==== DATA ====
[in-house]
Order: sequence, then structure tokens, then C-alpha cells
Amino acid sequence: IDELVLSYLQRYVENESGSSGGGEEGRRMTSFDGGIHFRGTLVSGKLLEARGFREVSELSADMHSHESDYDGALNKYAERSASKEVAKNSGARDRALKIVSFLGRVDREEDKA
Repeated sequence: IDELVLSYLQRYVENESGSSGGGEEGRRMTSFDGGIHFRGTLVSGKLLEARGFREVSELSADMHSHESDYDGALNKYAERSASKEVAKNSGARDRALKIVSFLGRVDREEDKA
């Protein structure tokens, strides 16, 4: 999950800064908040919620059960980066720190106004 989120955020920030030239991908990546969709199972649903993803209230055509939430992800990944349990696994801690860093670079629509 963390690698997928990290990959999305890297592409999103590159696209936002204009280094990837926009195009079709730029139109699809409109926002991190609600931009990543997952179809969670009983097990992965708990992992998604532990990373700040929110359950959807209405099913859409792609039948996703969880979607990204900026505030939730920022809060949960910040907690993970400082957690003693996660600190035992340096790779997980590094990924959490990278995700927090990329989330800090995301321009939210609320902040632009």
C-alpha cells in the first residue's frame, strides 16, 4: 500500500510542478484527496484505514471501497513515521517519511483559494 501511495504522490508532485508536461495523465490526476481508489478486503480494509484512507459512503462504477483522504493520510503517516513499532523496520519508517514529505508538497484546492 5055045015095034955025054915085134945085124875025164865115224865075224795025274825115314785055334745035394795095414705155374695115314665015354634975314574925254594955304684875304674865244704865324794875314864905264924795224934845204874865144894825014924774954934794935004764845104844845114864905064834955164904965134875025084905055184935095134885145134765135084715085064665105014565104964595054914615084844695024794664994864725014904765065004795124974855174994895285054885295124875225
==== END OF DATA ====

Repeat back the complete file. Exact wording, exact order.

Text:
[in-house]
Order: sequence, then structure tokens, then C-alpha cells
Amino acid sequence: IDELVLSYLQRYVENESGSSGGGEEGRRMTSFDGGIHFRGTLVSGKLLEARGFREVSELSADMHSHESDYDGALNKYAERSASKEVAKNSGARDRALKIVSFLGRVDREEDKA
Repeated sequence: IDELVLSYLQRYVENESGSSGGGEEGRRMTSFDGGIHFRGTLVSGKLLEARGFREVSELSADMHSHESDYDGALNKYAERSASKEVAKNSGARDRALKIVSFLGRVDREEDKA
């Protein structure tokens, strides 16, 4: 999950800064908040919620059960980066720190106004 989120955020920030030239991908990546969709199972649903993803209230055509939430992800990944349990696994801690860093670079629509 963390690698997928990290990959999305890297592409999103590159696209936002204009280094990837926009195009079709730029139109699809409109926002991190609600931009990543997952179809969670009983097990992965708990992992998604532990990373700040929110359950959807209405099913859409792609039948996703969880979607990204900026505030939730920022809060949960910040907690993970400082957690003693996660600190035992340096790779997980590094990924959490990278995700927090990329989330800090995301321009939210609320902040632009």
C-alpha cells in the first residue's frame, strides 16, 4: 500500500510542478484527496484505514471501497513515521517519511483559494 501511495504522490508532485508536461495523465490526476481508489478486503480494509484512507459512503462504477483522504493520510503517516513499532523496520519508517514529505508538497484546492 5055045015095034955025054915085134945085124875025164865115224865075224795025274825115314785055334745035394795095414705155374695115314665015354634975314574925254594955304684875304674865244704865324794875314864905264924795224934845204874865144894825014924774954934794935004764845104844845114864905064834955164904965134875025084905055184935095134885145134765135084715085064665105014565104964595054914615084844695024794664994864725014904765065004795124974855174994895285054885295124875225